I kept checking my phone for a response but this only made the time go slower. Eventually a little message appeared in the inbox. Just four words.

‘Thanks Jonny. Looks good.’

I heard nothing else before the Sunday. Then I was up early that morning, fighting against the clock on my phone which insisted on going back an hour. The corner shop wasn’t open early enough so I went off in search of a 24 hour garage to buy the Sunday Times.

I carried the heavy paper to my car and opened the main section, magazines and fliers sliding onto the floor. There it was. Dominating a page. And the bit I saw first was ‘….writes Jonny McCambridge’. I had the same excitement I felt when I was a trainee journalist at college and I did my first front page story in the Ballymoney Times. The same as when I wrote my first splash for the Belfast Telegraph and I had to use the name Michael McCambridge because I was still working for another paper.

I read the article in full. They didn’t change a word. Not a single word.

Beneath my name on the page was a large picture of Margaret looking defiant in front of the peace wall. She was wearing a ‘Tories Out’ badge. For some reason this delighted me and I started to laugh. Sitting there in the empty carpark of a petrol station with the paper early on a Sunday morning. Just laughing.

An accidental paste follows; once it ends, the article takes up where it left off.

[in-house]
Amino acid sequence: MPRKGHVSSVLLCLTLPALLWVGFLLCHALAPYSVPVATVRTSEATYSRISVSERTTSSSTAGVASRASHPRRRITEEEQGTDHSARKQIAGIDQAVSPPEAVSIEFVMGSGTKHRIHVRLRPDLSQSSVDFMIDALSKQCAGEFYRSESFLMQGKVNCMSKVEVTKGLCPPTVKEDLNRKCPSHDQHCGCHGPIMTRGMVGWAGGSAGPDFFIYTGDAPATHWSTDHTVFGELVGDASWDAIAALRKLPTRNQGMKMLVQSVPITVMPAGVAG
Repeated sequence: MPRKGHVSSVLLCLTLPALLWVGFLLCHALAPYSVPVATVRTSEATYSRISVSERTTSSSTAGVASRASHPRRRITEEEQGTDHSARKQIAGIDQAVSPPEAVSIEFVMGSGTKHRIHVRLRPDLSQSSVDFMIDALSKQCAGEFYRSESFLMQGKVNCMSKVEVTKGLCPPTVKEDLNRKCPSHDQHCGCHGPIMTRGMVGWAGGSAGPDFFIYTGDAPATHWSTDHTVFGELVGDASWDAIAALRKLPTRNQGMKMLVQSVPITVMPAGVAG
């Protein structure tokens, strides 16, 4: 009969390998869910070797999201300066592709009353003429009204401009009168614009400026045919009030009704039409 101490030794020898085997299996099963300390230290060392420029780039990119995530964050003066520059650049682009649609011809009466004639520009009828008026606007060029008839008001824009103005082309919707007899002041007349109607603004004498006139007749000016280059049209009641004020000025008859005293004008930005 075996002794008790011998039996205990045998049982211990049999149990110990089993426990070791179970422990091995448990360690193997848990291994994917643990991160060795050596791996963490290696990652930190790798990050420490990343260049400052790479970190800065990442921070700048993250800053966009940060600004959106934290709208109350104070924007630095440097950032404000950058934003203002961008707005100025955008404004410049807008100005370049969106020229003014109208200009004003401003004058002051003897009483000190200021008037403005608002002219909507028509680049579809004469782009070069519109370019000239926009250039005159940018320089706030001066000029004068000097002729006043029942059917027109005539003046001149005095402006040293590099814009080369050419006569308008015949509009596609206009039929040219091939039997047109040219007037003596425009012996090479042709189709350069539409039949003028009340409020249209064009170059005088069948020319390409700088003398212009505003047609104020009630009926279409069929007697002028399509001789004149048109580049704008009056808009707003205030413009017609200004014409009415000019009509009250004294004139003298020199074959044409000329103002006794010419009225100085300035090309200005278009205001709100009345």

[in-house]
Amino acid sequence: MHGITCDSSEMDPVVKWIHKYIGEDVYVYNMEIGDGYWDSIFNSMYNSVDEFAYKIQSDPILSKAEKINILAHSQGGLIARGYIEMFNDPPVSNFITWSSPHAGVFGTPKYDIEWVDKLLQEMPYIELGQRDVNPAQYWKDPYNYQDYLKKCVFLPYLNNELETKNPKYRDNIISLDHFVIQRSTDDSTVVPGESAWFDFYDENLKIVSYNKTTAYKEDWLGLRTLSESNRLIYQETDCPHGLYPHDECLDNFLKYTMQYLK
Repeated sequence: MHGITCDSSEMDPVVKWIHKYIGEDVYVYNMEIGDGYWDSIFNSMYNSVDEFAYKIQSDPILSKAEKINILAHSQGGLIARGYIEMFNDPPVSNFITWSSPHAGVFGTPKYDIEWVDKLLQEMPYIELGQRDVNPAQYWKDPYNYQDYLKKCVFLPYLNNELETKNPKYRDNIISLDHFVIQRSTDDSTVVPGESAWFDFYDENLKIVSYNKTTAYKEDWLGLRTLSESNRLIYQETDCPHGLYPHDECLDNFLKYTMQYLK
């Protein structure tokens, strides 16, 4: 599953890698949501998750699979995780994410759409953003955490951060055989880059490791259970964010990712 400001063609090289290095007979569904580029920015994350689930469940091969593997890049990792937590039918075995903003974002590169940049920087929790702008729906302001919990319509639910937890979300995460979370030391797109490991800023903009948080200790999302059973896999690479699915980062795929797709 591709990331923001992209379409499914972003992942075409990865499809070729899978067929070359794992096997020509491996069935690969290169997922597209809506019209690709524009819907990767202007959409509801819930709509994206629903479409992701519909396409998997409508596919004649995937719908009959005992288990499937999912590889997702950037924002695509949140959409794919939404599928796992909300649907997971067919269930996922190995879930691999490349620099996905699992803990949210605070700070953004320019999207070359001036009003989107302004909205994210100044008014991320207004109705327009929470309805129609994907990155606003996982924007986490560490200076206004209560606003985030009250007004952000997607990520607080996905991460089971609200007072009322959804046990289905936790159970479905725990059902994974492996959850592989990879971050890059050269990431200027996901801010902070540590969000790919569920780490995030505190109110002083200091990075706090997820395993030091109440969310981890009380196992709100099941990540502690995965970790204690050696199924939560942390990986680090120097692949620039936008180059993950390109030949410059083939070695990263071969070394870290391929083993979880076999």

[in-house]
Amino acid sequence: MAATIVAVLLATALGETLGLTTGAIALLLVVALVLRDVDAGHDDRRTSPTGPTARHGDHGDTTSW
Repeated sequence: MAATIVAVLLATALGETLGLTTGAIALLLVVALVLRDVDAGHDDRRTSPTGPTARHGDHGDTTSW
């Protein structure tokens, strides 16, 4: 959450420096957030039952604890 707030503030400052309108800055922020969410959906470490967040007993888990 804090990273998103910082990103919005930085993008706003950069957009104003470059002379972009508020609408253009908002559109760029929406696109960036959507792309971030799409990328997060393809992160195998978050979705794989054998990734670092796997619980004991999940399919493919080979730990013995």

Are you still with me? Full marks for stamina if you are. I almost gave up myself a couple of thousand words back.

When I started doing a blog a few months back I took some advice from someone much more experienced in the art than me. She told me that a blog should never be more than 250 words long.

But then I’ve never been much good at listening to advice.

So what’s the point of it all and why do I think anyone other than myself should care?

Well maybe there isn’t a point and maybe nobody cares.

Other than if you think you have a story to tell then go ahead and tell it. It might make a decent blog, or end up in the Sunday Times. Or it might just give you pleasure to tell.

And I’ve made a new friend. Someone who has a completely different background to me, different experiences from yesterday, but who shares my values and hopes for tomorrow.

After my story appeared in the paper the BBC approached Margaret asking her to talk on the radio. Maybe, just maybe, I do know what I’m doing.

I might arrange to meet Margaret for a coffee again someday. She might even turn up.

And I’m still listening to Eric Bogle and laughing at his stories. I’ll send him a copy of this. You never know, he might read it. After all it lasts almost as long as one of his songs.